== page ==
“Yes,” I say, “we do that in the US. That would make me very happy.”
“Perhaps he has not told you,” Dr. Larsen interjected, smiling, “but Dr. Henrys is the Dean of our Medical School.”
Next post: the very successful workshop we offered to American Red Cross workers during our visit.
One of the sure but less obvious signs that our work is going well, and that it is meant to go well, is the increased incidence of synchronistic experiences– of happy, unexpected, unpredictable coincidences –that forward what we are doing.
These events don’t arise without effort; in fact, they often come only after we have worked very hard, and when the desired result — in this case, meetings with key figures in Haitian healthcare — seems altogether unattainable. We had two such unexpected happy events – meeting with four more remarkable people on the last two days of our visit.
On our fourth day, April 9th, I led a workshop for American Red Cross staff — it went very well, and I’ll tell you about it later. For some days prior to it, however, we had tried unsuccessfully—by phone and email—to reach the leadership of the Haitian Red Cross, an organization that is central not only to emergency recovery, but to providing long-term services and education to the Haitian population. Everyone wanted to help but nothing seemed to work. We encountered unanswered phones, voicemail messages that languished, outdated e-mail addresses. We did hear that the Red Cross leaders were busy developing and supervising projects all over Port-au-Prince so we thought we might be able to follow leaders and track them down.
As we drove from one destroyed neighborhood to another, I remembered these “personal searches” were what we’d done in Kosovo after the war when the land lines weren’t functioning and cell phones were rare. Finally, hot and seat-sore from riding over Port-au-Prince’s pothole-punctuated, rubble-strewn roads, we accepted what seemed inevitable: we would have to wait till next trip to meet the Haitian Red Cross leadership.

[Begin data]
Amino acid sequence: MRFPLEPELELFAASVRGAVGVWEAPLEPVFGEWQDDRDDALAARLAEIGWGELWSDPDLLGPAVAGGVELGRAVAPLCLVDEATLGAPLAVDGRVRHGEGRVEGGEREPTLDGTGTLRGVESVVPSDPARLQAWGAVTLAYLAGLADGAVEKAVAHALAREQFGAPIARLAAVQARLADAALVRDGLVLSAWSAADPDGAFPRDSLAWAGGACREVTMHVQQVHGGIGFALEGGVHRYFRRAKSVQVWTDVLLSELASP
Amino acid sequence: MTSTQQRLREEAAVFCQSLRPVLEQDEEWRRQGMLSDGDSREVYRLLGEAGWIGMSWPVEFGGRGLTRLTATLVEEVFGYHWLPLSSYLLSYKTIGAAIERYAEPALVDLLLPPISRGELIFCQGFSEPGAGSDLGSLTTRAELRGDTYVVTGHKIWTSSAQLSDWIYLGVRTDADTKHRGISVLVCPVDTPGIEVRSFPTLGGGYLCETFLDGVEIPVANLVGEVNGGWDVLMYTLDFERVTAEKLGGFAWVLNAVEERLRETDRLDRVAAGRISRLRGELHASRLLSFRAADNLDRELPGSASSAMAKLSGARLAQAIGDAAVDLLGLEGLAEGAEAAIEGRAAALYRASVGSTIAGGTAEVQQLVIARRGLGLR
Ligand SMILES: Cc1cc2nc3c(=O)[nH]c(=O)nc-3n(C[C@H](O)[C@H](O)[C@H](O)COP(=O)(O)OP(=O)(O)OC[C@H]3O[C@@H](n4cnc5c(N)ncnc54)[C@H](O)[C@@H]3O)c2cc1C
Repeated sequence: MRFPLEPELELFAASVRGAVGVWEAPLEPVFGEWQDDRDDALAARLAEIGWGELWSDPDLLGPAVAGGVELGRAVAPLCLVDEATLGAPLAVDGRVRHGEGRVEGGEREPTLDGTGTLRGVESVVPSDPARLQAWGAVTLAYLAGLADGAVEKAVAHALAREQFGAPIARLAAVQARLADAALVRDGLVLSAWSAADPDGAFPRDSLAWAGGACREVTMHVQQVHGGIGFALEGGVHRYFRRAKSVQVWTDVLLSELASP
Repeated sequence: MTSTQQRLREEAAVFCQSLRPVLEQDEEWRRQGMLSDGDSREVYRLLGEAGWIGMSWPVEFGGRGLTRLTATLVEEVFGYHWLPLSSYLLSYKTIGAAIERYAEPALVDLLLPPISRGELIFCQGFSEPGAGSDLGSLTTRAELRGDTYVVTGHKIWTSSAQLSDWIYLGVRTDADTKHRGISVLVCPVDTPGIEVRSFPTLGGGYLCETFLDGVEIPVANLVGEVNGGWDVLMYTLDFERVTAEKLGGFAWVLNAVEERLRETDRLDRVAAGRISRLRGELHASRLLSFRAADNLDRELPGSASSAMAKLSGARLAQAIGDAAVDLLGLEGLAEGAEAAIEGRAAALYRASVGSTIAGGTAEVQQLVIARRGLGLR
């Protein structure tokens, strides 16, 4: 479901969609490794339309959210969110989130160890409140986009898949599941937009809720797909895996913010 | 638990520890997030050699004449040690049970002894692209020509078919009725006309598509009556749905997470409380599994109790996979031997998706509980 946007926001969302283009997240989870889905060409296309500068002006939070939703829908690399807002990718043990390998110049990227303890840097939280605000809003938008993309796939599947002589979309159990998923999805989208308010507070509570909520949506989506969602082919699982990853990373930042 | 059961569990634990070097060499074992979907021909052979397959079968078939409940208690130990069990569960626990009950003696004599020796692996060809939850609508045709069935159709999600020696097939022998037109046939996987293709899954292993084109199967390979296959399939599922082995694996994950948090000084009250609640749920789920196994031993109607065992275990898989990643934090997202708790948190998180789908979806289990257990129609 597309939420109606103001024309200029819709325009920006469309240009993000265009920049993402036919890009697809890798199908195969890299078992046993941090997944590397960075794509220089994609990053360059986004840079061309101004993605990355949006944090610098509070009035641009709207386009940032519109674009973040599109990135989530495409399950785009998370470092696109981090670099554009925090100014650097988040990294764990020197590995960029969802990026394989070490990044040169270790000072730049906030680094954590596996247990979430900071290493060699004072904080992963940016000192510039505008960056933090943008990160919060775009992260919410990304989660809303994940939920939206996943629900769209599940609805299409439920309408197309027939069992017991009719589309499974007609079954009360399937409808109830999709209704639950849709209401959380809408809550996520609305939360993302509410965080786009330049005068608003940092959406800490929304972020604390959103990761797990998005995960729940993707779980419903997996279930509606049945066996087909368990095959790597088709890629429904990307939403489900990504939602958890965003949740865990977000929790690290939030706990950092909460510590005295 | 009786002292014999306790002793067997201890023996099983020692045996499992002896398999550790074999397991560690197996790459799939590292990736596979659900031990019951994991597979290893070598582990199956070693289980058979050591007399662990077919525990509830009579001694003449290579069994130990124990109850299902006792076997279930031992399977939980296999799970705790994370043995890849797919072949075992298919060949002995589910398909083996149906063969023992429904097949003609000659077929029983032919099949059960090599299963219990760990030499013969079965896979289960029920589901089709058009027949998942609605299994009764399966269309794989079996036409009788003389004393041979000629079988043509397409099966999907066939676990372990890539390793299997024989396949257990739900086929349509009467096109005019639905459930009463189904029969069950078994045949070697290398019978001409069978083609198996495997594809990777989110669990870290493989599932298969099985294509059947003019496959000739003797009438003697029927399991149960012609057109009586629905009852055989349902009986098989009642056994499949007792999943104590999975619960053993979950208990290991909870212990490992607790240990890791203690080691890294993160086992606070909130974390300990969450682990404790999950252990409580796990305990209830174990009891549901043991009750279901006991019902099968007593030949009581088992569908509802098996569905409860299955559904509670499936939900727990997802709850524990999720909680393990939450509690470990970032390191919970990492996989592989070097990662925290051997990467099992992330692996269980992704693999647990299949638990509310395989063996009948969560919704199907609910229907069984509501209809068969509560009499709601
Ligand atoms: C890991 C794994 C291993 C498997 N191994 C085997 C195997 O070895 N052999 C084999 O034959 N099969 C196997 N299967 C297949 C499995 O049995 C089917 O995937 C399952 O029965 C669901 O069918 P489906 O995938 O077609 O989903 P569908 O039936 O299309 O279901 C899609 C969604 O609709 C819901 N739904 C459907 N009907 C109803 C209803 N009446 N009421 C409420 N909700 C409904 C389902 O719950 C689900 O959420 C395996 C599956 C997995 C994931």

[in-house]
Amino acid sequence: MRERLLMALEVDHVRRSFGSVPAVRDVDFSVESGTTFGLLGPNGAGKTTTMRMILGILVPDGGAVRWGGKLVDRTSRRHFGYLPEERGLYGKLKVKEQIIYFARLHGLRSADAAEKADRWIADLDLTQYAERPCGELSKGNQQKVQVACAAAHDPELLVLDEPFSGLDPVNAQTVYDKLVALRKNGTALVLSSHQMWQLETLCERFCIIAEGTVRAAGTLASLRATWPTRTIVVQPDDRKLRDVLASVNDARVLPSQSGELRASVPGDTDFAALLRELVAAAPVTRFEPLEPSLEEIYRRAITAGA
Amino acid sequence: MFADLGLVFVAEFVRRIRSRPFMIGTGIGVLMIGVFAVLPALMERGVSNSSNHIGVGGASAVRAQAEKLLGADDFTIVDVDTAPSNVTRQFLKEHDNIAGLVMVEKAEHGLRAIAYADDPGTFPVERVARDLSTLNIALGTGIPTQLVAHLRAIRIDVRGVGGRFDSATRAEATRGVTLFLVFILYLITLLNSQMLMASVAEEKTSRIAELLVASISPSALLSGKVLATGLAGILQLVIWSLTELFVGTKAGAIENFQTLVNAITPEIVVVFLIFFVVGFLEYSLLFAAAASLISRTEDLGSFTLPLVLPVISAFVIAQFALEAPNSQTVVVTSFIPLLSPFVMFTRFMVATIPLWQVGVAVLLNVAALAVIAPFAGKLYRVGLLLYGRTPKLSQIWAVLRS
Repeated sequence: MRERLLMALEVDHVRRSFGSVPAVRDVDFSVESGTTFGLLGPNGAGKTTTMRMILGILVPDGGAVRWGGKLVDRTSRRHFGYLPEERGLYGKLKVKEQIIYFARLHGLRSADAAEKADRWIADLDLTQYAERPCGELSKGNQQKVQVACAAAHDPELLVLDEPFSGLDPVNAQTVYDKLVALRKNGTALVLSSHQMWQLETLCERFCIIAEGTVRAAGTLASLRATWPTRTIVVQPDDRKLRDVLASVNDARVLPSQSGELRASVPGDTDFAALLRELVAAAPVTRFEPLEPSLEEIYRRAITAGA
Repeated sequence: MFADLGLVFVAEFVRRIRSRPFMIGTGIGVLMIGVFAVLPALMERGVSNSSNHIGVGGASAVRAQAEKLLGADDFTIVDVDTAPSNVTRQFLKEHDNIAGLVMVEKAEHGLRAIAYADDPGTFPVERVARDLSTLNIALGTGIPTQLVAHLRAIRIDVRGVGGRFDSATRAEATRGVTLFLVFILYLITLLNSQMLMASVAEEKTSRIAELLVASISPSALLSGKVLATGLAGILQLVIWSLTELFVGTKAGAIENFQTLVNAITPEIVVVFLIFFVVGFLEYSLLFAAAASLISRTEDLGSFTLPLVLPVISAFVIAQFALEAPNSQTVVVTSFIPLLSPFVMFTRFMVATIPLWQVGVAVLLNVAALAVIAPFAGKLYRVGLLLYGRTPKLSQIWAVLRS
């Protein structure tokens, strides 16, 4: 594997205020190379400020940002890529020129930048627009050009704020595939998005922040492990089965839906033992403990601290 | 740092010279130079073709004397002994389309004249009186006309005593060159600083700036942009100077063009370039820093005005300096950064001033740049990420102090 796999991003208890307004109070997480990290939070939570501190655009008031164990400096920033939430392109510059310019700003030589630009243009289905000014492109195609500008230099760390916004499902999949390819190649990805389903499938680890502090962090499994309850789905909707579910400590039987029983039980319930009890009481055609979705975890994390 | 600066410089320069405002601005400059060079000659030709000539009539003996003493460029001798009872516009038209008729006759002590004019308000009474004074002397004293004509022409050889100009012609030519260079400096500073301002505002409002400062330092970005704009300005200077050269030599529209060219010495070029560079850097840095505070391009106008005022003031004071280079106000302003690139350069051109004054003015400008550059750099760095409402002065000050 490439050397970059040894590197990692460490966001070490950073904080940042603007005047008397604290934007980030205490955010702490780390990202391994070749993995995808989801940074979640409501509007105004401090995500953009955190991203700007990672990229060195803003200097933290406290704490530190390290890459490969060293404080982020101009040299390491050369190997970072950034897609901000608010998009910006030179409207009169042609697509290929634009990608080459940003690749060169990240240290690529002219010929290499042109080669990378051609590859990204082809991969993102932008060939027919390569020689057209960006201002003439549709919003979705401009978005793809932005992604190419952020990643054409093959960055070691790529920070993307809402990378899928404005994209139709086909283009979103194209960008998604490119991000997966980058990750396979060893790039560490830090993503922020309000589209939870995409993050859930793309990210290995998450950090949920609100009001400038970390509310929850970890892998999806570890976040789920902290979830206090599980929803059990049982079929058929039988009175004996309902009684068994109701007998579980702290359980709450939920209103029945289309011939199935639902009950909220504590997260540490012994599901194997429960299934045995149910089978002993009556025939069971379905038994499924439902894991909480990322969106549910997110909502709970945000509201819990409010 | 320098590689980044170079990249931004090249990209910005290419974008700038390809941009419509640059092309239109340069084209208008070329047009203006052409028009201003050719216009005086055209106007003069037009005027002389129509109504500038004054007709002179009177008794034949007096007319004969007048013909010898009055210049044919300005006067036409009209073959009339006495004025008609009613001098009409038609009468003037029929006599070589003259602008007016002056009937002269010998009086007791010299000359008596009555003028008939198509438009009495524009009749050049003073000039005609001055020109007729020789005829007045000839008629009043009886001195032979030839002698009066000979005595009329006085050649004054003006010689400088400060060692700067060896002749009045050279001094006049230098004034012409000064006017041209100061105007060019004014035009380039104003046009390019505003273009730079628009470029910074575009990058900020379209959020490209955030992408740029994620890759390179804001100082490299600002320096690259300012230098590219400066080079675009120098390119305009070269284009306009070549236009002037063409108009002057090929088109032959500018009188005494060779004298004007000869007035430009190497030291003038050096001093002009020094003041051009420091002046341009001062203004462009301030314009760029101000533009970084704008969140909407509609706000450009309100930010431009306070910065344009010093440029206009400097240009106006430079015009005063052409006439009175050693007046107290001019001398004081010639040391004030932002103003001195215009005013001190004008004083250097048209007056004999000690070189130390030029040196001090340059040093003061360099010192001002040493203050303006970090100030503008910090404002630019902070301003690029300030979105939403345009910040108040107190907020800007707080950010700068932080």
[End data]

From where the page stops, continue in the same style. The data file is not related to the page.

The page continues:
However, since it wasn’t yet dark, I—ever optimistic– thought we might pay a visit to the University of Miami Medishare hospital, where I had spent so much time on my first visit to Haiti. It turned out we couldn’t find that either.
“Maybe,” our driver opined, “someone at the Red Cross installation nearby”—he gestured to one we had not yet visited—“would know where it is.”
“Okay,” I thought as we arrived, “let’s ask about Medishare. But let’s also try just once more to see if anyone knows where we can find the Red Cross president, Dr. Michael Amedee-Gedeon and Dr. Jean-Pierre Guiteau, the Executive Officer.
When I mentioned their names, the guard looked uncomprehending. Still, I handed him my card. Ten minutes later he returned with instructions to bring us ahead. As we walked over the crushed stone toward a newly constructed building, a man as puzzled to see us as we would be surprised and delighted to see him, approached.
He was, it turned out, Dr. Guiteau, a long-time leader in public health with a particular expertise in and concern for Haiti’s children. Still a bit puzzled but exceedingly gracious, he invited us to the conference room and offered us coffee. Soon we were soon joined by Dr. Amedee-Gedeon, who made us feel as if we were not only most welcome but long expected. She said she specialized in nutrition, as well as public health. She had previously been, Dr. Guiteau told us, Haiti’s Health Minister.